The vast nation of India is fast embracing photography as an art form with photograph exhibitions becoming more commonplace. This time, the state of Goa – currently known worldwide for its scenic beaches and chill vibe, will be holding its first ever photography exhibit in Ucassaim, Bardez Goa, which will showcase more than 75 creative photographers from all over India and beyond. “The state has hosted film fests, literary fests and it’s time it hosted a truly international photography festival. Goa has not been exploited enough photographically. The time is right for an international photography festival, particularly as photography is getting more democratized.” says Shantanu Sheorey, founder of the GOA International Photo Festival.

©  Samar Jodha

A portrait of one of the members of the diminishing Buddhist tribe of Tai Phake in Phaneng, Assam © Samar Jodha

For a nation teeming with interesting imagery, India has become a popular destination not only of travelers but of photography enthusiasts as well. It has since came a long way since India hosted the nation’s first ever photography festival in New Delhi four years ago. The many intertwining rich history of various regions and unique traditions along with the colorful, vibrant yet overflowing street scenes in India make any photographer salivate in delight.

©  Manoj Jadhav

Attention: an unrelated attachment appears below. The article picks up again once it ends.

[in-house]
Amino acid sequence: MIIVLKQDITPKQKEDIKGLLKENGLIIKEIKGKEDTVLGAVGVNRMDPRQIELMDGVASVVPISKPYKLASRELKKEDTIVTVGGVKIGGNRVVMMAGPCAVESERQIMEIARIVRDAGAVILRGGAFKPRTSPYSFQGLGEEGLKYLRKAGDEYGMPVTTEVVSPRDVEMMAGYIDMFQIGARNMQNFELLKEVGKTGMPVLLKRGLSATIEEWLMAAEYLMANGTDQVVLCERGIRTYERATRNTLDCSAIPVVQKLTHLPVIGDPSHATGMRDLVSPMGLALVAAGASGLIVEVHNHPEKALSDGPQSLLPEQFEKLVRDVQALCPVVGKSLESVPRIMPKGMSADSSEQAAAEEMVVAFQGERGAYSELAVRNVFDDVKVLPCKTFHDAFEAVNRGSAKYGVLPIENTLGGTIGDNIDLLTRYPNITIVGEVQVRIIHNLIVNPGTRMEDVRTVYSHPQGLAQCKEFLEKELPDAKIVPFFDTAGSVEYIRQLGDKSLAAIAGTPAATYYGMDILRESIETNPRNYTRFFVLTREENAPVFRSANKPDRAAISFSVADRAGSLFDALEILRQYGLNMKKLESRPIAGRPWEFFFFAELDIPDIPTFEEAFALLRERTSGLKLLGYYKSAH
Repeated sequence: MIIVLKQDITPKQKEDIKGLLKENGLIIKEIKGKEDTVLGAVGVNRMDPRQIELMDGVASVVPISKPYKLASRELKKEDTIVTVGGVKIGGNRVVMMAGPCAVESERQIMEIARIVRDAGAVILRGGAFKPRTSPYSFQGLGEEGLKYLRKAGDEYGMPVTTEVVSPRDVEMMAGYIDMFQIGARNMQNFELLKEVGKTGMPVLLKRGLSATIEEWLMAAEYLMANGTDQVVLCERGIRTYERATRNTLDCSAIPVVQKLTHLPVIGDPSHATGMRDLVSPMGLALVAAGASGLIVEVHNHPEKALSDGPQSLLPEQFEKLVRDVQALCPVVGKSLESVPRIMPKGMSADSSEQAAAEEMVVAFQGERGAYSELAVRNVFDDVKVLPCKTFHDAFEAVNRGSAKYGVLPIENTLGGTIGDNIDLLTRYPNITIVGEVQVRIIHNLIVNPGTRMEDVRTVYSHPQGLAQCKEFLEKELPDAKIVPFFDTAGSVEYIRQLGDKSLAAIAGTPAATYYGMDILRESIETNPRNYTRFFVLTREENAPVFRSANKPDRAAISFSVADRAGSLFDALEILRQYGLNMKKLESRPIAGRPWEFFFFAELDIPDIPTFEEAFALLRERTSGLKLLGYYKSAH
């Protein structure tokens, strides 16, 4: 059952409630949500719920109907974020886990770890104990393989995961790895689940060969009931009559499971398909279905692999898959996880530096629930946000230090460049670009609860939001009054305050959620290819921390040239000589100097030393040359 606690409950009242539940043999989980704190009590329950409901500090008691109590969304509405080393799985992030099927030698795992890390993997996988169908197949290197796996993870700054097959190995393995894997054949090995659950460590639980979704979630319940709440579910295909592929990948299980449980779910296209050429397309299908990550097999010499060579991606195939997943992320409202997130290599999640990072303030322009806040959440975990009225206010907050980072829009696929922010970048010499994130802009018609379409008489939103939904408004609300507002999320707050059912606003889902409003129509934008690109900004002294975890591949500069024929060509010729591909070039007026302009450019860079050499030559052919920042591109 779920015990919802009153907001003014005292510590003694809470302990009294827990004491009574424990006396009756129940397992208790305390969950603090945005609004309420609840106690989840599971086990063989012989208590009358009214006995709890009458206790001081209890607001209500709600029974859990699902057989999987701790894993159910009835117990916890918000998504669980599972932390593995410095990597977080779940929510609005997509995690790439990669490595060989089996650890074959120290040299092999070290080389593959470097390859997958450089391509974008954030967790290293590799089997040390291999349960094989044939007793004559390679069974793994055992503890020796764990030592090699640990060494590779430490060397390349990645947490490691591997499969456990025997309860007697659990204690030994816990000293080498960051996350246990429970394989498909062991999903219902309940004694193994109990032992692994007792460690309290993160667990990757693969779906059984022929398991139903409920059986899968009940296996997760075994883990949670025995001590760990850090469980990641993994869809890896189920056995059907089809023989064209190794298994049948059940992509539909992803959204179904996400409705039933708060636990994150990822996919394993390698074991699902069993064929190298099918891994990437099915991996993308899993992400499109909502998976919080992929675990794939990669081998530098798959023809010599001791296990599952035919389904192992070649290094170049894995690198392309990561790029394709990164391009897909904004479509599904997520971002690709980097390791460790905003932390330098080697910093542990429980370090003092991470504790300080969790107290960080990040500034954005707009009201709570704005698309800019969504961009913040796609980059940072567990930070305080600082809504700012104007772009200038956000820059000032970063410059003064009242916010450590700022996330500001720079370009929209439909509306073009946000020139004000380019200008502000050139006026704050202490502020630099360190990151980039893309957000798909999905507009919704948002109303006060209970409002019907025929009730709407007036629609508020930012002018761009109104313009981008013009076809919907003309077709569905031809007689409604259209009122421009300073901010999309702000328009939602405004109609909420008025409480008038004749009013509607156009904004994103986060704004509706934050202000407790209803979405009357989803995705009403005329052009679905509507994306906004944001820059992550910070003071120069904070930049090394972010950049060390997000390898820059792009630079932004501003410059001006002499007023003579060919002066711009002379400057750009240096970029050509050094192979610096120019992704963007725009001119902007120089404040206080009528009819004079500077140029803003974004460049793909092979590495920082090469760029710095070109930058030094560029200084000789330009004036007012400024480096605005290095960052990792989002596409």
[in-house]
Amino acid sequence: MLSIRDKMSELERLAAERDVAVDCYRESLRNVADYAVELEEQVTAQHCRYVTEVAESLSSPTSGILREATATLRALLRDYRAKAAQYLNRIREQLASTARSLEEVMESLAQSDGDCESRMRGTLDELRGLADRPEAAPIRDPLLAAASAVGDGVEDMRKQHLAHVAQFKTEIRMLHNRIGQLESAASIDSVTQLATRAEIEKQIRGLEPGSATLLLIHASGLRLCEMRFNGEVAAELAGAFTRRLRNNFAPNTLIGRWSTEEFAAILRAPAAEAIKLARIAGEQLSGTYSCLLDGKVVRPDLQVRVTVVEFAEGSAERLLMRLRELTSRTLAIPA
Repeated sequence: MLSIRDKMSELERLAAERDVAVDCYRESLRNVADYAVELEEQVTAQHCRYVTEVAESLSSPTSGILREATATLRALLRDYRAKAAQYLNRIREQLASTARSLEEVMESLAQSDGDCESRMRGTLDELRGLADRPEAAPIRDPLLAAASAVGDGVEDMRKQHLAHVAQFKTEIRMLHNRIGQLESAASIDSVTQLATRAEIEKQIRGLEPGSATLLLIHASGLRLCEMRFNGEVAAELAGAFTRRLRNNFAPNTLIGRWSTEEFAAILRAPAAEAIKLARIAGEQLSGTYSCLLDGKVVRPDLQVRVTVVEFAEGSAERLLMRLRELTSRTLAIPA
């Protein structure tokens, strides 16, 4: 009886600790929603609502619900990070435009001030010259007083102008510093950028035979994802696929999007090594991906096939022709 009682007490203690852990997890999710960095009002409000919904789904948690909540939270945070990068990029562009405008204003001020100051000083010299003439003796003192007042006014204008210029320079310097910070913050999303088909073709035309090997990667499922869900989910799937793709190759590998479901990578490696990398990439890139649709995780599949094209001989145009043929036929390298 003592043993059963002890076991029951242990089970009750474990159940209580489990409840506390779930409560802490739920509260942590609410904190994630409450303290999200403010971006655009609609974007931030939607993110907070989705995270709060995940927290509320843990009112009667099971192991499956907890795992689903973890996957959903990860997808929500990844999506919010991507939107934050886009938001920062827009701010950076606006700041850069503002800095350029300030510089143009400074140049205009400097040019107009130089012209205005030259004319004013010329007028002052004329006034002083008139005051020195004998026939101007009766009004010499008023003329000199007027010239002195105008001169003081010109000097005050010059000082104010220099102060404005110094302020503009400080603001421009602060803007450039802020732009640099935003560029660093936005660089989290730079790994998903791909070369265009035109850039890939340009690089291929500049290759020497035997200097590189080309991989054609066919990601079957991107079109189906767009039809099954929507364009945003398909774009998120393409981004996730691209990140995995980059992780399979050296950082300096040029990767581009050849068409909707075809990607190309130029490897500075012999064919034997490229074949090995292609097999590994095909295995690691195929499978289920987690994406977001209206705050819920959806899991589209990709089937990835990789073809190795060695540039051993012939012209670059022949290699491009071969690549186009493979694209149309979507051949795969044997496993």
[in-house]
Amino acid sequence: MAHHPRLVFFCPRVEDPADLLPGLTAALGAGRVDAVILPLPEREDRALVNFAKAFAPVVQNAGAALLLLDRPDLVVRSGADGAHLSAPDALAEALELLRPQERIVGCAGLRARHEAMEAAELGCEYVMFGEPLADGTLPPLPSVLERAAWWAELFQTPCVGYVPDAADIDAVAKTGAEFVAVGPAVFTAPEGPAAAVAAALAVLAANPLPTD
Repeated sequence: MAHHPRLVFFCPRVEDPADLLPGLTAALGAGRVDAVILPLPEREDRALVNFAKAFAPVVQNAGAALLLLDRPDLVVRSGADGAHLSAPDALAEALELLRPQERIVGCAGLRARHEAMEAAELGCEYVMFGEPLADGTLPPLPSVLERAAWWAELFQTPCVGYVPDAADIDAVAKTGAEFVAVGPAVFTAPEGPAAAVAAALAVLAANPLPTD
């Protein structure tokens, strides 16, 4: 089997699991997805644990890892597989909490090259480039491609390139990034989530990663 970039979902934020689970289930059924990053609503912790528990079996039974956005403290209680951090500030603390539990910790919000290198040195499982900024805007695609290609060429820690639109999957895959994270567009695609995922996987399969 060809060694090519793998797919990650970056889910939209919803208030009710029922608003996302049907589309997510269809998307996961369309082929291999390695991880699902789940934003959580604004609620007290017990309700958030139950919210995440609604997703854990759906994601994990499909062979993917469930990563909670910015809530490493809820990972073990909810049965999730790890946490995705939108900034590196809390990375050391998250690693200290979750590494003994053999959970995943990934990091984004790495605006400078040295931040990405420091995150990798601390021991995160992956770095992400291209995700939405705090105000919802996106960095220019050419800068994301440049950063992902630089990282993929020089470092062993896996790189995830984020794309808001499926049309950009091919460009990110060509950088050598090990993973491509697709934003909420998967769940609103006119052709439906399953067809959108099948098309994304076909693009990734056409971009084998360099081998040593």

© Manoj Jadhav

The photographs submitted for the Goa Photography Festival represent India to its truest core, the dizzying and wide array of subjects give justice to what India is all about: Diverse. From the far corners of the subcontinent ancient tribe’s dwelling places, to religious and cultural practices, as well as the daily activities of ordinary people creates these wonderful collection of images.


© Aparna Jayakumar

One of the early highlights includes shots of the 900-year-old festivity honoring Jagannath or the “Lord of the Universe”, in which almost a million Hindu devotees roamed the streets of the town of Puri in Eastern India, pulling giant 16-wheeled chariots. The immense picture of this tradition became the origin of the English word “Juggernaut” based on the sheer visual power of the chariot carrying ‘Jagannath’.

©  Mahesh Shantaram

Photographer captures local Indian politicians campaigning on mobile phones © Mahesh Shantaram

All over India, one would never ran out of mystifying scenes to capture. Every photographer I’ve known who been to India, including myself would remind anyone to have their eyes ready and finger holding the shutter button because anytime and anywhere there is a picture-worthy moment about to transpire.

© Prateek Dubey

© Prateek Dubey

In light of the current pull of modernity even in the country of India, where some traditions are slowly disappearing, the role of photographers documenting it will surely help India’s bursting photography scene “to discover, inspire and develop the next generation of photographers and creative thinkers.”

©  Shantanu Sheorey

Just one of the images documenting the Rath Yatra Chariot Festival at Puri, Orissa © Shantanu Sheorey

And those new breed of photographers will have their works displayed at the Goa Photography Festival from February 10 to 21, 2015.